Rubbish ‘chaos’ avoided as Stockholm collectors’ strike rolls on

Despite the ongoing strike of waste collectors in Stockholm, officials said on Sunday that residents’ complaints had decreased and a backlog of trash was steadily dwindling as replacement workers hit the streets over the weekend.

Rubbish ‘chaos’ avoided as Stockholm collectors’ strike rolls on
A Stockholm official said the "rubbish mountain" created by the strike was steadily dwindling. Photo: Jonas Ekströmer/TT
Although rubbish is not typically collected on the weekends, waste collection company Reno Norden had roughly 25 vehicles in operation working to clear out piles of trash that have resulted from a workers’ strike that began on July 5th.  
The Swedish Labour Court on Friday ordered 29 waste collectors in Stockholm to return to work after they walked out last week in what the labour court ruled was to be considered unlawful strike action. 
The striking waste collectors said they would defy the order, with one worker telling Swedish radio: “We know the strike is illegal, but we will not go back to work.” 
A few of the striking workers returned to the job and Reno Norden recruited enough employees to send between 20 and 25 trucks out in Stockholm to work on resolving resident complaints.  
An official with the city’s water and wastewater unit, Stockholm Vatten och Avfall, said that the rubbish situation was getting under control.  
“There hasn’t been any giant chaos,” Katarina Johansson told news agency TT. “The mountain of rubbish has largely disappeared.”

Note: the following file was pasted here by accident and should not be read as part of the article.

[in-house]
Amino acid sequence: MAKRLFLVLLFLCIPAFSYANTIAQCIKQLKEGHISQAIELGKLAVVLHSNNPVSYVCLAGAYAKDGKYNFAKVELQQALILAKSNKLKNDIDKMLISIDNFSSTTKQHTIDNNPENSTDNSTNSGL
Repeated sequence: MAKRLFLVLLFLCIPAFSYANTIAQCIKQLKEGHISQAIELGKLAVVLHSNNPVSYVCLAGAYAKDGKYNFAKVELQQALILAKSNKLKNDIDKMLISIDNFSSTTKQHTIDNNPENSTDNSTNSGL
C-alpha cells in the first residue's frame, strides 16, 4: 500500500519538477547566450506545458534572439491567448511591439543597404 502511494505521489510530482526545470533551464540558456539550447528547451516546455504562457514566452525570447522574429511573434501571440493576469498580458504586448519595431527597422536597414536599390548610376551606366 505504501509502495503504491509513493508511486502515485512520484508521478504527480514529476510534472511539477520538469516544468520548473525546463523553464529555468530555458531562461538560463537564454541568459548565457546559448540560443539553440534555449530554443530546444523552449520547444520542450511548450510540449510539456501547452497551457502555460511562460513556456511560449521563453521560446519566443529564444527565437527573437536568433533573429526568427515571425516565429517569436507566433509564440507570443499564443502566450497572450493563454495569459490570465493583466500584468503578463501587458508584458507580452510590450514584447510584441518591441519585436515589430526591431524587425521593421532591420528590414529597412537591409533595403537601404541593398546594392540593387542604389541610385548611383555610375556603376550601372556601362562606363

Johansson said that nearly 80 rubbish complaints were filed on Sunday and that the city has responded by placing around 75 containers in strategic places throughout Stockholm.  
The rubbish collectors’ discontent had been brewing for some time and erupted into a full-blown row when the company last week attempted to collect all keys to waste trucks and stations in Stockholm to create a digital key register. 
According to waste collectors, the move makes it easier for their employers to fire them. 
The Swedish Confederation of Transport Enterprises said last week that 31 workers at Reno Norden in Stockholm have called in sick and 46 people have quit their jobs. Most of the 29 people told to return to work are part of the latter group, reports Swedish newswire TT. 
The Transport Enterprises argue the workers are obligated to carry out their contracted work duties for the duration of their one-month notice period. 
Reno Norden is expected to be put a full fleet of 40 collection trucks on the streets by Monday. The vehicles will be manned by new employees.  
Johansson said the situation should soon return to normal.